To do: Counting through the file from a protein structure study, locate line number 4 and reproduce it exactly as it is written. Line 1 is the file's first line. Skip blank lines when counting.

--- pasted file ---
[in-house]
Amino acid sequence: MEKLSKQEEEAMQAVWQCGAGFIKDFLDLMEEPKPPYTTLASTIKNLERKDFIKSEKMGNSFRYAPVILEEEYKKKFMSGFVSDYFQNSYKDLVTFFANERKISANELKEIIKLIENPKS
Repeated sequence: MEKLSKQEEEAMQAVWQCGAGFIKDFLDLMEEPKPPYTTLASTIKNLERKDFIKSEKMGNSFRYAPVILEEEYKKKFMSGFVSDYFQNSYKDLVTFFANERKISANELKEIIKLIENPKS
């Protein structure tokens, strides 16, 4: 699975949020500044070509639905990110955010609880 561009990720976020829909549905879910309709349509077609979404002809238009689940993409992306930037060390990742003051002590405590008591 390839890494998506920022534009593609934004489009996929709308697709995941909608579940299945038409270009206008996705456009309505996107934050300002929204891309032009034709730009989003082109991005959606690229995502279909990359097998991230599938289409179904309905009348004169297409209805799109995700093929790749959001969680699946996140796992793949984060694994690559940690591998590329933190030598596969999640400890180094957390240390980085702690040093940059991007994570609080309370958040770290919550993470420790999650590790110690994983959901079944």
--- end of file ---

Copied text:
């Protein structure tokens, strides 16, 4: 699975949020500044070509639905990110955010609880 561009990720976020829909549905879910309709349509077609979404002809238009689940993409992306930037060390990742003051002590405590008591 390839890494998506920022534009593609934004489009996929709308697709995941909608579940299945038409270009206008996705456009309505996107934050300002929204891309032009034709730009989003082109991005959606690229995502279909990359097998991230599938289409179904309905009348004169297409209805799109995700093929790749959001969680699946996140796992793949984060694994690559940690591998590329933190030598596969999640400890180094957390240390980085702690040093940059991007994570609080309370958040770290919550993470420790999650590790110690994983959901079944």